According to the American Heart Association, cardiovascular disease claims nearly 500,000 women's lives each year, making it the number one killer among women in the United States. In fact, mortality rates due to cardiovascular disease have increased among women in past decades. Medical researchers are still searching for answers, but believe some psycho-social factors may be at work.
Susmita Mallik, MD, MPH, MS, assistant professor of medicine at the Emory University School of Medicine and internist in the Division of General Medicine at Grady Memorial Hospital, believes one of the major factors is depression. Dr. Mallik has received a four-year, $260,000 grant from the American Heart Association (AHA) to study possible links between gender, depression and outcome of acute myocardial infarction (AMI) --commonly referred to as heart attack.
"Depression is very common in patients at the time of myocardial infarction," Dr. Mallik says. "About 20 percent of patients with myocardial infarction are depressed at the time of hospitalization, and for some reason, women are twice as likely to be depressed as compared to men at the time of a heart attack. Depression, it seems, is a very important and strong risk factor of adverse outcomes post myocardial infarction."
As part of the study, 4,500 hospitalized AMI patients across the United States will be recruited. The grant will specifically compare the effects of depression on prognosis after AMI between women and men. Dr. Mallik hypothesizes that depression is a stronger predictor of adverse outcomes in women following heart attacks than men, and may explain the higher risk of adverse outcomes in women compared to men.
"At this time, we don't know clearly why women have more depression," Dr. Mallik says. "It could be that sex hormones and/or dysregulation of the stress hormone system in women who have been exposed to early trauma could play a role. Other reasons could be that women are more predisposed to psychosocial stressors, like caring for children and aging parents, lower incomes, lower education and decreased healthcare benefits compared with men. These inequities at home and work could be major stressors predisposing women to be depressed."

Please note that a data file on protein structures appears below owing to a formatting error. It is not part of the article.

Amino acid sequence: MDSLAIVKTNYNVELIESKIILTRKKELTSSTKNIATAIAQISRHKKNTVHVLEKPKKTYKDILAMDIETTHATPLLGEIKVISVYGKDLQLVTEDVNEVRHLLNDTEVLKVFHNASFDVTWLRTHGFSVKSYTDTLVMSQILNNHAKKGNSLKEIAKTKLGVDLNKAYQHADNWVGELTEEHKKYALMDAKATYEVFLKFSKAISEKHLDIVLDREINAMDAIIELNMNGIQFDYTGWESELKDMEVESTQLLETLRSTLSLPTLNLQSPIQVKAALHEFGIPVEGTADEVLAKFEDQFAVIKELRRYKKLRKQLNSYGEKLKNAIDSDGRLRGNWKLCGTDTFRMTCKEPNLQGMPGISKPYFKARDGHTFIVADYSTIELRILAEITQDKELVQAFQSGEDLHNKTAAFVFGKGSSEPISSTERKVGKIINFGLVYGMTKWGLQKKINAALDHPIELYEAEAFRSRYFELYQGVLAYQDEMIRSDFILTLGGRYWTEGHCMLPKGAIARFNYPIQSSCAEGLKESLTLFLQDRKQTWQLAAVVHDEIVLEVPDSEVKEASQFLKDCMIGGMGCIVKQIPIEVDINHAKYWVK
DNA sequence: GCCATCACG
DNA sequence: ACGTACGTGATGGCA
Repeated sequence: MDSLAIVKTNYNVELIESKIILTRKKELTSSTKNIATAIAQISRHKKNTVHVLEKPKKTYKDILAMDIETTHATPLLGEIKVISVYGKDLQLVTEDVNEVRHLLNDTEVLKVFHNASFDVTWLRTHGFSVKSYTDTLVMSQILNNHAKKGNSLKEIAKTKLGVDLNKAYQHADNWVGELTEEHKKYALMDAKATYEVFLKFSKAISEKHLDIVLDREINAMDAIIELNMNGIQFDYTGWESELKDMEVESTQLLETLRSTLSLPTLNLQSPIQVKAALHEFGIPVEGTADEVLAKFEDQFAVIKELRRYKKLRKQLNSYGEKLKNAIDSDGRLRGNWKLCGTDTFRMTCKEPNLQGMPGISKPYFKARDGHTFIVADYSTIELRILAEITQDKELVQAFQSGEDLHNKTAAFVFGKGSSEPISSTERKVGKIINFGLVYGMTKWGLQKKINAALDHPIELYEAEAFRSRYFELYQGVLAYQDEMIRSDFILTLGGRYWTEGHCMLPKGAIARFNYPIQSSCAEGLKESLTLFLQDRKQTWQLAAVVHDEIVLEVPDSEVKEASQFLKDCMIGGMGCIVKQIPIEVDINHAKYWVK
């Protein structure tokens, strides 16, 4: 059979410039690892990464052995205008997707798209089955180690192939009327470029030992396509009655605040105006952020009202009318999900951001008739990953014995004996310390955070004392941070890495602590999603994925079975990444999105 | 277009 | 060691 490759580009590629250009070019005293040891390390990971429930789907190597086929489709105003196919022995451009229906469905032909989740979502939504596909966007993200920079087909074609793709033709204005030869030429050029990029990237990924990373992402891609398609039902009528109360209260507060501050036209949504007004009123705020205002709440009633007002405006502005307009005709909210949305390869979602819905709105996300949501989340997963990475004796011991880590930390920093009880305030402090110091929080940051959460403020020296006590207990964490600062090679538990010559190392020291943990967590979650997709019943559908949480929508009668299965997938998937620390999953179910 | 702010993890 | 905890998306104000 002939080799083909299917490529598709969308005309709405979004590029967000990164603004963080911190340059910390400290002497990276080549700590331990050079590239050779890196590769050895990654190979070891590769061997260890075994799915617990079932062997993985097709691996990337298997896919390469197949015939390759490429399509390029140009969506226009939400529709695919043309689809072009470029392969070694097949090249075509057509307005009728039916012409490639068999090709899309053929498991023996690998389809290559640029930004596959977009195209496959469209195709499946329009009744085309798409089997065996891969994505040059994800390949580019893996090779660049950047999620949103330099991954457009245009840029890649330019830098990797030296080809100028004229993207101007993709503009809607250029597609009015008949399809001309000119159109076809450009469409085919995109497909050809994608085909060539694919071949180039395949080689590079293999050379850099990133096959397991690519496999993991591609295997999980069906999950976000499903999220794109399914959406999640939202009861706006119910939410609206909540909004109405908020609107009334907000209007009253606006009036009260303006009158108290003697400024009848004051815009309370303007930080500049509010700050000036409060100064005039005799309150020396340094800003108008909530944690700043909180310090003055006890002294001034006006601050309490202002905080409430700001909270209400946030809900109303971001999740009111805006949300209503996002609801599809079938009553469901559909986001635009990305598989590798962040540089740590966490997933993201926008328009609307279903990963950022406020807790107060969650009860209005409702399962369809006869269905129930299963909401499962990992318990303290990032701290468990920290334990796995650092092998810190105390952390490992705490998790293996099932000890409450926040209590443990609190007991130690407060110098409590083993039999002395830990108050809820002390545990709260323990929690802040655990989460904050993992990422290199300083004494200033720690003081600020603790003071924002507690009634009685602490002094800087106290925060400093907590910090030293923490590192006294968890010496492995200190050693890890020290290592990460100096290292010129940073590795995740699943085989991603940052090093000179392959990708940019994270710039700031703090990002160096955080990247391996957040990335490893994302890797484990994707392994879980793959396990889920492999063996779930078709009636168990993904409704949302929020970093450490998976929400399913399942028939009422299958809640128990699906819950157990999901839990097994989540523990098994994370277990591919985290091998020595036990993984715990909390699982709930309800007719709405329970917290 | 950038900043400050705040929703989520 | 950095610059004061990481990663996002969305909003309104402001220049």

The study is part of a nationwide registry that includes Emory University, the University of Missouri/Kansas City, Yale, Harvard, and 15 other medical centers across the United States. The first aim of the study is to examine to what extent depression (assessed at the time of hospitalization with AMI) accounts for women's higher rates of adverse outcomes at 12 months after their heart attack. The second aim is to determine whether the association between depression -- also assessed at the time of hospitalization with AMI -- and outcomes at 12 months after AMI is the same in men and women.
The third and final aim of the study is to explore possible inter-relationships between inflammation, oxidation, depression and gender among 800 patients at Grady Hospital over the four-year study period. Dr. Mallik and other researchers will draw the blood of hospitalized Grady patients with AMI and ask them to return in two months to determine whether women have higher markers of inflammation and oxidation compared to men.
"This is the first study of its kind in the United States," Dr. Mallik says. "The AHA has really made this a priority due to the need for more awareness that women die more often after having a heart attack, and that depression is a very important risk factor for a worsened health status and higher death rates post-AMI. Since depression is such a major risk factor for worse outcomes post-AMI, AHA recommends that physicians evaluate the post-AMI patient for symptoms of depression."